Abandoned Communities ..... The Black Death
Tusmore Scheduled Monument, part of Tusmore Estate, and a section of the A43
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The Black Death entered Britain in 1348.  Many epidemics occurred over the next three centuries, but the most terrible epidemic of all was the very first.  Within a year or so it had swept through Britain, and then it declined and came to an end in 1350.


Nearly all towns and villages were affected by the epidemic of 1348.  It is possible that a large number were entirely depopulated, but there are only a few cases where documentary evidence exists that confirms that a village became empty.


We know that two villages in Oxfordshire were wiped out.  They were Tilgarsley and Tusmore.  It is thought that the Black Death first arrived in Britain through the port of Melcombe Regis in Dorset.  It may have made independent entries through other ports of England and South Wales, including Bristol, where enormous mortality occurred.  Its main route into Oxfordshire may have been from the west of England and Bristol in particular.  Between March and May 1349 it caused devastation throughout Oxfordshire.


The progress of the Black Death through Britain is well described in Philip Ziegler, The Black Death, Penguin, 1970.  


What kind of disease was the Black Death?  For most of the twentieth century it was generally believed that it was bubonic plague, together with its two variants, septicaemic and pneumonic plague.  This belief was based largely on contemporary descriptions of the appearance of sick people.  Boccaccio, for example, in the Decameron, reported tumours in the groin or armpits, and black or livid spots of various sizes on the arm, thigh or elsewhere.  Tumours in the groin or armpits were identified with the buboes or swellings that are characteristic of the plague.


Bubonic plague is transmitted by a bacterium, the bacillus Yersinia Pestis.  Fleas and rats participate in the process of transmission, and human beings usually become infected when bitten by a flea carrying the bacteria.


More recently, however, Susan Scott and Christopher Duncan have argued that the Black Death was not bubonic plague, but a haemorrhagic disease transmitted by an unknown virus.  They have taken another look at the documentary evidence from the three centuries or so before the Black Death disappeared for the last time, and they have analysed the burial records contained in parish registers from the mid sixteenth century, when it became compulsory to record any deaths from the pestilence.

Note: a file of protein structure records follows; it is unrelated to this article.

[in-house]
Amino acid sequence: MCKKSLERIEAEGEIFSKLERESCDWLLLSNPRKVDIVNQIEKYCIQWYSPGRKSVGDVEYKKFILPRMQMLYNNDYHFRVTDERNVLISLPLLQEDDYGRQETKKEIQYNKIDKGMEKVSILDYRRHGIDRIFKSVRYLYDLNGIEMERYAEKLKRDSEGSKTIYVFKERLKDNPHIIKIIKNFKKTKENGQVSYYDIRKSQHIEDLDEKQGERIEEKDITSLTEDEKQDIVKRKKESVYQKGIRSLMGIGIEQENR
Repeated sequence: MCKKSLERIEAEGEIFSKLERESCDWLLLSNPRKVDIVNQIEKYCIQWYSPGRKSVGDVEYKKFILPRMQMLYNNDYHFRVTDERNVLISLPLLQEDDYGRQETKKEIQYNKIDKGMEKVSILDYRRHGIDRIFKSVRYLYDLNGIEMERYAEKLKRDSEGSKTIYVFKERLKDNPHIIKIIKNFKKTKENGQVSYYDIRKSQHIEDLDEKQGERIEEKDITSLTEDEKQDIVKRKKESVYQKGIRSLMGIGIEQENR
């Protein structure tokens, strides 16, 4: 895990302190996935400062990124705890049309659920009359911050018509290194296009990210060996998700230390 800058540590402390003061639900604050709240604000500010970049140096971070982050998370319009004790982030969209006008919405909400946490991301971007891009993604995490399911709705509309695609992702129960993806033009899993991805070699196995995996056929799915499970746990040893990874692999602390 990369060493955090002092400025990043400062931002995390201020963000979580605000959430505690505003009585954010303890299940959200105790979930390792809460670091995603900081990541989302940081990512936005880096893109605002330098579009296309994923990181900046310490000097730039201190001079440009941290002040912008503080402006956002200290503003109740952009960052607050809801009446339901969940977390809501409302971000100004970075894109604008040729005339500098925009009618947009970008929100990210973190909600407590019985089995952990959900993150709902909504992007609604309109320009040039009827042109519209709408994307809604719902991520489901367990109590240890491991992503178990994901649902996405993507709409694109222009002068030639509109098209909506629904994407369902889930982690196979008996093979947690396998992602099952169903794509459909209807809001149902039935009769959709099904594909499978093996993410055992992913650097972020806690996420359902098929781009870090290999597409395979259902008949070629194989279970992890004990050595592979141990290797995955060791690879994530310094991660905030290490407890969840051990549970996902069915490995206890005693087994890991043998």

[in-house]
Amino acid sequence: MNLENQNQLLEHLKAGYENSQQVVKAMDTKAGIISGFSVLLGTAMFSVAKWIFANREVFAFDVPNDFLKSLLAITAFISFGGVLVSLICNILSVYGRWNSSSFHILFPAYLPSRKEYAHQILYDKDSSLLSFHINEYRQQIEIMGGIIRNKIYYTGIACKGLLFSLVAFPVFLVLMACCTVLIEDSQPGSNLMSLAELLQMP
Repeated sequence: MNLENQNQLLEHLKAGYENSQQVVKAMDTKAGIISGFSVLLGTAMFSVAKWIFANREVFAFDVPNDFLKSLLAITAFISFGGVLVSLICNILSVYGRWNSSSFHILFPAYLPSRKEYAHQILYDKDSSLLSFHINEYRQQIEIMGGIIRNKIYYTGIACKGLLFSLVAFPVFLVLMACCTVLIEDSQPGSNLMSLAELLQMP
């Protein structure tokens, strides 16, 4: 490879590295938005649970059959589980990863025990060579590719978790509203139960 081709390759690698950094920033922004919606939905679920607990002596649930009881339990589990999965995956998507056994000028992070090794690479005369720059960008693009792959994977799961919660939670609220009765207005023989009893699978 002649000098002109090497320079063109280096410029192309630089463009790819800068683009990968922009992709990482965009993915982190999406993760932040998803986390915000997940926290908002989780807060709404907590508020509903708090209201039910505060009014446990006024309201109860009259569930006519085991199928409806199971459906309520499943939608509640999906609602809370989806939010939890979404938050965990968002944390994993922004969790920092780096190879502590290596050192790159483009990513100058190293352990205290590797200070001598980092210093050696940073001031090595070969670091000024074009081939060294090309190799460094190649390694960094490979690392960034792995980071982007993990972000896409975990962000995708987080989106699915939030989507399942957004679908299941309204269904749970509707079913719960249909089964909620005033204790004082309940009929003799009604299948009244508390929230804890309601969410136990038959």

Read Scott S and Duncan C, The Return of the Black Death: The World's Greatest Serial Killer, Wiley, 2004, or their article in the Postgraduate Medical Journal.


Reasons given by Scott and Duncan for believing that the Black Death was not bubonic plague include:


·    The Black Death occurred in countries where rats or fleas, or in the case of Iceland both, did not exist.


·    The distance it travelled was often much greater than rats could have moved in a given period of time.


·     By the seventeenth century some knowledge of the characteristics of the disease and how to reduce its spread had been gained.  For example, it was known that direct infection from one person to another occurred, and that a period of quarantine of at least 40 days was needed to prevent infection.  


The analysis of parish records by Scott and Duncan has confirmed that the disease spread in the manner that would be expected if direct infection occurred, and it is consistent with the quarantine period of 40 days.  They have calculated that the disease was latent for about 12 days after infection, the patient would then be infectious without symptoms for about 20 days, and symptoms would be evident for about 5 days before the patient died.


Scott and Duncan have proposed that the disease was carried by an unknown haemorrhagic virus.  They speculate that although there has not been an epidemic since the seventeenth century the virus may be still be dormant somewhere in the world, and if so there is a possibility that it could return and cause further devastation.